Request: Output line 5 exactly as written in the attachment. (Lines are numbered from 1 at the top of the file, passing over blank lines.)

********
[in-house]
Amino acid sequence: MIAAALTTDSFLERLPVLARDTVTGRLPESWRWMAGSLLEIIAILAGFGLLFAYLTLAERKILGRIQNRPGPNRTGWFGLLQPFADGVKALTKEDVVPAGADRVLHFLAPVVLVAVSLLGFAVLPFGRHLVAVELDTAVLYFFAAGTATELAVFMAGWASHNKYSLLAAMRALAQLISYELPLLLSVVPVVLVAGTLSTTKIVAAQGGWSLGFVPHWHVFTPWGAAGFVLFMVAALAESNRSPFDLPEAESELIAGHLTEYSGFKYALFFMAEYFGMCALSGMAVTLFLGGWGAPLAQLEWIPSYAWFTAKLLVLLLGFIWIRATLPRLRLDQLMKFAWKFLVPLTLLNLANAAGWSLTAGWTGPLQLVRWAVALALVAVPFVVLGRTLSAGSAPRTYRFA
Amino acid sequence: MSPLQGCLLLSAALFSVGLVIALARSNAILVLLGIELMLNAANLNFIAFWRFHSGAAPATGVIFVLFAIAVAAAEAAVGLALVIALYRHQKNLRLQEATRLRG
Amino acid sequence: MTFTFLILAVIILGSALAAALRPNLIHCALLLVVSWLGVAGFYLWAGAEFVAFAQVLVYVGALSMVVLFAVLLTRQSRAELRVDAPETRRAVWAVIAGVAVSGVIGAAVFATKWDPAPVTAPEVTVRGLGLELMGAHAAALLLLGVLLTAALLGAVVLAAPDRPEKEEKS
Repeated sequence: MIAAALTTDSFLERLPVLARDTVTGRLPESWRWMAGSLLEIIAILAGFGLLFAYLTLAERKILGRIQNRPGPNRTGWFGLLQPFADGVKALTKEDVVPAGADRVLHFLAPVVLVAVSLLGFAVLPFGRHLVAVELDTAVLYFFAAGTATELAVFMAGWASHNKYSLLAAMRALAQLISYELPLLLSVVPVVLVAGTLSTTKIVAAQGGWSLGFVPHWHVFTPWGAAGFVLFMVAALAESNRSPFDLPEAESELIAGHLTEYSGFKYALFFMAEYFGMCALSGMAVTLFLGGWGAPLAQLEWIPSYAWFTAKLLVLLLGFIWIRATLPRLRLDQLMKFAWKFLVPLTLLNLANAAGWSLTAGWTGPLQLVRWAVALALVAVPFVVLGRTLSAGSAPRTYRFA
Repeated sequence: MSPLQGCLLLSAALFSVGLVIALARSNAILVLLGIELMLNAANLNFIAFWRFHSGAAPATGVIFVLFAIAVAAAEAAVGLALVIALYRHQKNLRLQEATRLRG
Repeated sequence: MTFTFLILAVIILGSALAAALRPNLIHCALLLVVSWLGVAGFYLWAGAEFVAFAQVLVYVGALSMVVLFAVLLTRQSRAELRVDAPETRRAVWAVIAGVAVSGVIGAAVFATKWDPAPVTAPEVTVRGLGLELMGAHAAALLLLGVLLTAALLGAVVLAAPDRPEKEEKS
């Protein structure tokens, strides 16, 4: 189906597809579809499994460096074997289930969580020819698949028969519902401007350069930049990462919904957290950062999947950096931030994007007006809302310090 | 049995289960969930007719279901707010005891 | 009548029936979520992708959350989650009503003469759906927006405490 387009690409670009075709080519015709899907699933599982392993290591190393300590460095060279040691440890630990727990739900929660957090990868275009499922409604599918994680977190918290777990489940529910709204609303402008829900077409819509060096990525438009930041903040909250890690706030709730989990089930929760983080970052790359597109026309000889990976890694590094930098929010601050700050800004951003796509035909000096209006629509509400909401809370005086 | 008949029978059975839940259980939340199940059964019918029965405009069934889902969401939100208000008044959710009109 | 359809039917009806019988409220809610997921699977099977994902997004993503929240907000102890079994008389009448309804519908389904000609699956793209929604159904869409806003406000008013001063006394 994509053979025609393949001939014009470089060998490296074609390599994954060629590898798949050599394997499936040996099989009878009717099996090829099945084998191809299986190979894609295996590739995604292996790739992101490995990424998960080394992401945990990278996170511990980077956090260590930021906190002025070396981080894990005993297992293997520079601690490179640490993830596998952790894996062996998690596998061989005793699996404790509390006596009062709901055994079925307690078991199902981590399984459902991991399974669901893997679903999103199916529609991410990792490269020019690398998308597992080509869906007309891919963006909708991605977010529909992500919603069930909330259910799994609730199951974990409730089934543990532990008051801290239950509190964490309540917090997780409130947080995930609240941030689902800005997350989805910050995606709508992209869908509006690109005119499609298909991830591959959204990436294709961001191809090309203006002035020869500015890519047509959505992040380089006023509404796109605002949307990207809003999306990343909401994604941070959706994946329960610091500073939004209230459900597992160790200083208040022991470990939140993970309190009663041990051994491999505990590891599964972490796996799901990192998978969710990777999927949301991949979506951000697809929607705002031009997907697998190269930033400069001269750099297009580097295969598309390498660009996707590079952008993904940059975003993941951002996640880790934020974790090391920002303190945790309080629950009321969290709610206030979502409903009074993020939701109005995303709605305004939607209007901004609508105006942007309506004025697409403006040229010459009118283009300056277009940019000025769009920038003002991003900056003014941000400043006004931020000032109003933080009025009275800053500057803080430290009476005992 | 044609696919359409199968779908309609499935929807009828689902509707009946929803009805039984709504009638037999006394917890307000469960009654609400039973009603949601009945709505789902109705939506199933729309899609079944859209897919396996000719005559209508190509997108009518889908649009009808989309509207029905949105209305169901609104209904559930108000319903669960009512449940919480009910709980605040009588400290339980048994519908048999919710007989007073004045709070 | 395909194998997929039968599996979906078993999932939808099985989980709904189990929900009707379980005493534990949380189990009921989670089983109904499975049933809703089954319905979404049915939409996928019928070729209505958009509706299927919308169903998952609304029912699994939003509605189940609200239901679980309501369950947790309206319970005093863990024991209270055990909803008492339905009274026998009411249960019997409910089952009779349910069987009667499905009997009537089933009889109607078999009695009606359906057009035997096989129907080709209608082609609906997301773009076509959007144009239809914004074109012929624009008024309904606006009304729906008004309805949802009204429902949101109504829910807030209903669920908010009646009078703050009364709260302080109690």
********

Repeated sequence: MIAAALTTDSFLERLPVLARDTVTGRLPESWRWMAGSLLEIIAILAGFGLLFAYLTLAERKILGRIQNRPGPNRTGWFGLLQPFADGVKALTKEDVVPAGADRVLHFLAPVVLVAVSLLGFAVLPFGRHLVAVELDTAVLYFFAAGTATELAVFMAGWASHNKYSLLAAMRALAQLISYELPLLLSVVPVVLVAGTLSTTKIVAAQGGWSLGFVPHWHVFTPWGAAGFVLFMVAALAESNRSPFDLPEAESELIAGHLTEYSGFKYALFFMAEYFGMCALSGMAVTLFLGGWGAPLAQLEWIPSYAWFTAKLLVLLLGFIWIRATLPRLRLDQLMKFAWKFLVPLTLLNLANAAGWSLTAGWTGPLQLVRWAVALALVAVPFVVLGRTLSAGSAPRTYRFA